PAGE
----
Aid supplies arrive at Hodeidah port in Yemen

A ship carrying 5,500 tonnes of flour docked in Hodeidah on the Red Sea coast

A ship carrying 5,500 tonnes of flour is docked at the Red Sea port of Hodeidah, Yemen November 26, 2017. Picture taken November 26, 2017. REUTERS/Abduljabbar Zeyad

Supplies began arriving in Yemeni ports on Monday two weeks after a Houthi missile launched at Riyadh triggered tough restrictions on goods entering the country.

A ship carrying 5,500 tonnes of flour docked in Hodeidah on the Red Sea coast - the first after the Saudi-led coalition fighting Iran-backed rebels in Yemen closed air, land and sea access to the country on November 6.

Saudi Arabia said it took the action to stop a flow of arms to the Houthis from Iran, including missile parts.

The delivery marks the first aid to arrive through Hodeidah after the coalition allowed a flight carrying aid workers to the Yemeni capital of Sanaa on Saturday.

Both Hodeidah and Sanaa are controlled by the rebels. The coalition is fighting in support of Yemeni troops loyal to the internationally-recognised government of president Abdrabu Mansur Hadi.

The coalition said it had taken the decision to allow aid through the ports after completing "a comprehensive review of the inspection and verification procedures used to implement the United Nations Security Council Resolution 2216.”

The resolution prohibits the provision of weapons and military equipment to the Houthi militia and their supporters.

Last week, the coalition eased some restrictions on ports controlled by the Yemeni government, but aid agencies had called for more to be done to allow a free flow of aid into the country.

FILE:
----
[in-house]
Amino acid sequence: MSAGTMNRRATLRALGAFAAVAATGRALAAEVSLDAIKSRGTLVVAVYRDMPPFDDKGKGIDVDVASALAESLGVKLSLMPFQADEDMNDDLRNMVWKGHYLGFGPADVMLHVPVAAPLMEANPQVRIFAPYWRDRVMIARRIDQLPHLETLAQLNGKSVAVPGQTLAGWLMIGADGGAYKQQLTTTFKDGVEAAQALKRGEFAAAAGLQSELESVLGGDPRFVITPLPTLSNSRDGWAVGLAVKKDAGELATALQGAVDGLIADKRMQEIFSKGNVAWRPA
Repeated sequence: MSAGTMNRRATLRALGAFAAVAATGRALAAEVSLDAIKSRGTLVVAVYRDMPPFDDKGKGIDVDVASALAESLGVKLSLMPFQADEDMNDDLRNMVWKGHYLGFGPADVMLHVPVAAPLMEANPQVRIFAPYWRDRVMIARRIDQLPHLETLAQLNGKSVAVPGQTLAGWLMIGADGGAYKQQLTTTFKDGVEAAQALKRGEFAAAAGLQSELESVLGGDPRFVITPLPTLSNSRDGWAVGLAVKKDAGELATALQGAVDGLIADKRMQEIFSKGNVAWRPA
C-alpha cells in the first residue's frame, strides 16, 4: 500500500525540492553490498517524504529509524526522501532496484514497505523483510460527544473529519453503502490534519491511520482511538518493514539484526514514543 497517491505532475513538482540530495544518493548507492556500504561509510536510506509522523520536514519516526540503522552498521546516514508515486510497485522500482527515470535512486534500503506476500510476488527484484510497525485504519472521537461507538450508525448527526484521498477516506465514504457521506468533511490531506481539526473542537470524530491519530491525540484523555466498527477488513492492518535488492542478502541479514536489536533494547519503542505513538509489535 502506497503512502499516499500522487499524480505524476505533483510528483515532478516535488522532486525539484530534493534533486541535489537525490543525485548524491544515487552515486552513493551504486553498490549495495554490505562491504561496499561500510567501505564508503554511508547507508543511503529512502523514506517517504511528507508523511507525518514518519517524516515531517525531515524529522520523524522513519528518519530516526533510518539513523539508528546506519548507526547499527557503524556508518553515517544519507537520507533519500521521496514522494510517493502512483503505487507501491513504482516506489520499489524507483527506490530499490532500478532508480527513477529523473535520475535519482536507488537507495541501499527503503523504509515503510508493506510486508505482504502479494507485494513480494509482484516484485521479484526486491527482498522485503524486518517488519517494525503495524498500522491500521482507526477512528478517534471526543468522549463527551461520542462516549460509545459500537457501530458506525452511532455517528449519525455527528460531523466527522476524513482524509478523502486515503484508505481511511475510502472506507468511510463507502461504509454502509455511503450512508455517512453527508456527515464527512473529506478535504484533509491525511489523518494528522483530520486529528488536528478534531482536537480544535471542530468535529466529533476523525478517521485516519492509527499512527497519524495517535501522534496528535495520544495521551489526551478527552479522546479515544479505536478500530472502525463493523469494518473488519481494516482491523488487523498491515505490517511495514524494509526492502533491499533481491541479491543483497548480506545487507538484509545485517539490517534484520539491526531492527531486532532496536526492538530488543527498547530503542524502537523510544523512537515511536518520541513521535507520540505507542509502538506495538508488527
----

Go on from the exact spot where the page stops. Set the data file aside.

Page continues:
Aid agencies said the blockade had worsened the humanitarian crisis in Yemen where the war has left an estimated 7 million people facing famine and killed more than 10,000 people.

The coalition gave clearance for UN flights in and out of Sanaa from Amman on Saturday, involving the regular rotation of aid workers.

The charity Save the Children said an estimated 20,000 Yemeni children under the age of five were joining the ranks of the severely malnourished every month, "an average of 27 children every hour".

Shortly after access as restricted, the leaders of the World Health Organisation, the UN children's agency and the World Food Programme issued a joint appeal for the further easing of restrictions at ports.

It came a day after Save the Children said an estimated 130 children or more were dying every day in Yemen from extreme hunger and disease, with more than 50,000 already believed to have died in 2017.

The UN child agency said on Sunday it has flown 1.9 million doses of vaccines to Yemen

Regional UNICEF director Geert Cappelaere described Saturday's shipment as a "very small step" at a time of immense need and warned that it must not be a one-off.

More than 11 million children in Yemen are in acute need of aid, and it is estimated that every 10 minutes a child in Yemen dies of a preventable disease, he said.

New alarms were raised by an outbreak of diphtheria, with suspected cases reported in five governorates, said Mr Cappelaere. Cholera and acute watery diarrhoea spread rapidly in recent months, including among children, with close to 1 million suspected cases reported.

"The war in Yemen is sadly a war on children," he said. "Yemen is facing the worst humanitarian crisis I have ever seen in my life."

Cappelaere said the 1.9 million doses are meant to vaccinate 600,000 children across Yemen against diphtheria, meningitis, whopping cough, pneumonia and tuberculosis.

Close to 180 cases of diphtheria have been reported in the past two months, starting from the governorate of Ibb, but spreading to four other districts.

Like other aid officials in recent months, he appealed for a swift end to the war. "The absence of a political solution to the Yemeni crisis is deplorable," he said.